FROM BERLIN TO TOMSK
Retracing the journey of a Gastarbeiter in Siberia in the 1930s
Documentary film project (premiere June 2019)
– research, film + photography, writing –
Germany premiere: 13 February 2020.
Berlin, German-Russian Museum Berlin-Karlshorst
Tracing her grandfather’s time in 1930s Siberia, the filmmaker uncovers details about an unknown chapter of the history of the USSR and her family.
FROM BERLIN TO TOMSK includes rare historical footage of the first Soviet Five-year plan.
Interested? Arrange to show this film in your seminar or at your institution and invite the filmmaker for Q+A! Online-events also pssible.
Please contact us.
Pictures in the family album of the expat years in Siberia, 1931-1934, are not as innocent as they appear at first glance. Since her mother left her the treasured album, the filmmaker has started to trace the footsteps of her grandfather working in Tomsk and Novosibirsk as one of hundreds of so-called foreign specialists. Engineers and skilled workers from the USA, Germany, the UK and other countries, who were affected by high unemployment, were desperately needed to build the new heavy industry centres of the young Soviet Union.
Maybe the major project was the ‘Great Kuzbass’ coal basin and steel works in Western Siberia. Photographs of a family outing that included happily drinking tea in a canteen, turned out to be an organised visit to a youth correctional facility or labour camp. The German engineers afterwards commented on this institution positively in the local paper, the Red Flag. The foreigners were watched closely by the secret police and the Party apparatus tried to involve them in political work.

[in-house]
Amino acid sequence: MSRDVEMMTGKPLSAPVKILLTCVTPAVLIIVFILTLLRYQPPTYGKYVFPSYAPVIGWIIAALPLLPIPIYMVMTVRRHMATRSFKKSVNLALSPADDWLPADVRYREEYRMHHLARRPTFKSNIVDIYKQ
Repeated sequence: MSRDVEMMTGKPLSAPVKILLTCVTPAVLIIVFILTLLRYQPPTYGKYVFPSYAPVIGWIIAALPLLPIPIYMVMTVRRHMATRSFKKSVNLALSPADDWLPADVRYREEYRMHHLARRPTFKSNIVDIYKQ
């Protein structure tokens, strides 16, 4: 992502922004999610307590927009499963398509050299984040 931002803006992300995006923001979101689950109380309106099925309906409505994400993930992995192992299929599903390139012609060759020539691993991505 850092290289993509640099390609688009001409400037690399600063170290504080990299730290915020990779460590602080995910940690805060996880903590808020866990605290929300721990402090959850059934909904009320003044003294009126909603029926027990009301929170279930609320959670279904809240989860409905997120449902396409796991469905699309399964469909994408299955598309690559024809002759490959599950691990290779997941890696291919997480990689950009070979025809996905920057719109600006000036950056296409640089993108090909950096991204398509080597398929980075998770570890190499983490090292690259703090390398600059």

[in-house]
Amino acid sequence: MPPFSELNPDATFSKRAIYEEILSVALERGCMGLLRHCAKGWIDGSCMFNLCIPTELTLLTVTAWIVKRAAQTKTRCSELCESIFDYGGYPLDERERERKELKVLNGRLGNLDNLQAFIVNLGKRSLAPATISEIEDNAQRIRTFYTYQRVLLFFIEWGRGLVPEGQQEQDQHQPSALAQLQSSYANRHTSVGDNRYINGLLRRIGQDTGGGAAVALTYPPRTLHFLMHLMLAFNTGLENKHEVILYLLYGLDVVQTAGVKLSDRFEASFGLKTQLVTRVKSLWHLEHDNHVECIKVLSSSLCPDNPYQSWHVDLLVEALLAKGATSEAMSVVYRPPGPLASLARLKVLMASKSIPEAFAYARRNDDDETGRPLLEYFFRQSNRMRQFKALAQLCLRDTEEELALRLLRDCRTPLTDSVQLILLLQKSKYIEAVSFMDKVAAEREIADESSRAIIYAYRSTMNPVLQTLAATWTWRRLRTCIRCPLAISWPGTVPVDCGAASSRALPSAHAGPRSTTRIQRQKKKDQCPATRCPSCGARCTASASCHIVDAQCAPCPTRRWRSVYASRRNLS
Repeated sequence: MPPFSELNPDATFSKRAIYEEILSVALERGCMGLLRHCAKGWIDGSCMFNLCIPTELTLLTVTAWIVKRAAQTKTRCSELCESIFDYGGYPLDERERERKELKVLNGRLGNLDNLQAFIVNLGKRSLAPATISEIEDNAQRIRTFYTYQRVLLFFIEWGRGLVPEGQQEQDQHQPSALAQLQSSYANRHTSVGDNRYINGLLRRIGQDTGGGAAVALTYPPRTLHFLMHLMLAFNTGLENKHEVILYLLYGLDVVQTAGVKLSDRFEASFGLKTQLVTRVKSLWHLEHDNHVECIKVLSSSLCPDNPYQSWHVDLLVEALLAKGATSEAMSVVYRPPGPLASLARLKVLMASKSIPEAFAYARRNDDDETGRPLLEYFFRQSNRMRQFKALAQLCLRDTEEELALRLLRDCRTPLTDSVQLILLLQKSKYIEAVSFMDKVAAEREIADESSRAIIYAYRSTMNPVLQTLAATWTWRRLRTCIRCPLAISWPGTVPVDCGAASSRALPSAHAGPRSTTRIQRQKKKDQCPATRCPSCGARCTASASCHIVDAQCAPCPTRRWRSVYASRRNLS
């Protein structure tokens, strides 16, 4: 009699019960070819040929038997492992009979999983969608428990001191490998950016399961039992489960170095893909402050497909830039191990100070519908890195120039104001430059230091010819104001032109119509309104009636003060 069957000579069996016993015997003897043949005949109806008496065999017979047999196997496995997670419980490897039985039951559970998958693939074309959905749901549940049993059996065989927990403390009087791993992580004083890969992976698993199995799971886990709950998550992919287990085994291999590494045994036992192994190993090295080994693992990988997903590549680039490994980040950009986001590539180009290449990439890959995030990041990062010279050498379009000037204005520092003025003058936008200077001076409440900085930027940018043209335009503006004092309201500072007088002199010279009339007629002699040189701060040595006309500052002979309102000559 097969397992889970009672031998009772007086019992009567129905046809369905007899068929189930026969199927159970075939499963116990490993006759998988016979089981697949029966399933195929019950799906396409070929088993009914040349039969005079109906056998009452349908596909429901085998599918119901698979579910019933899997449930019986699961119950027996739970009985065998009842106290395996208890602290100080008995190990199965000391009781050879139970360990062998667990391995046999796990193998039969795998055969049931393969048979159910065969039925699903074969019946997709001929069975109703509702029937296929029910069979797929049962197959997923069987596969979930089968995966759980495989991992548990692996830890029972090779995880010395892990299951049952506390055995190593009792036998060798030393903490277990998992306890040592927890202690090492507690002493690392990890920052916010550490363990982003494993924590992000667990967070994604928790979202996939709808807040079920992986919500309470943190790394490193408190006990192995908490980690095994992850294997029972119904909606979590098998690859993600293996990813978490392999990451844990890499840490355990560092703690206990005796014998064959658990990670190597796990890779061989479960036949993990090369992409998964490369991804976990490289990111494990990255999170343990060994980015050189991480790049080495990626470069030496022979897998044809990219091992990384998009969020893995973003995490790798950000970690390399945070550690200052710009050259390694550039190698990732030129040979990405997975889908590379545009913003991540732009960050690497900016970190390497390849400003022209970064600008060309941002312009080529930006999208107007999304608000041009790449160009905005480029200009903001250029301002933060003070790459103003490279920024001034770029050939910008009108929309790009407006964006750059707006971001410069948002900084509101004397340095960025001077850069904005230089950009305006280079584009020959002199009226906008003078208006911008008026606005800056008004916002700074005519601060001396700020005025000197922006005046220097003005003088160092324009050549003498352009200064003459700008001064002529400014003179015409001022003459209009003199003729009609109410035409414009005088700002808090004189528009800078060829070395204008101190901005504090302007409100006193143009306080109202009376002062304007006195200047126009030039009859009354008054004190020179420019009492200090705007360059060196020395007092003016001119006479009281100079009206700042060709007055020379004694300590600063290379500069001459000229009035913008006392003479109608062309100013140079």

This film investigates what everyday life looked like for these men and their families, what role they played in the economic history of the USSR, their fate during the Stalinist repressions and what traces might be left of them or their contribution today. Foreign specialists during the 1930s is a topic that has barely been researched and it taps into an active and widespread interest in family histories in Tomsk, which the film reflects by the many protagonists who are interviewed and people who support this project. It also ties in with current discourses around labour migration.
13 February, 2020: Berlin, German-Russian Museum Berlin-Karlshorst
23 June, 2019: Tomsk, Pereprava Film Festival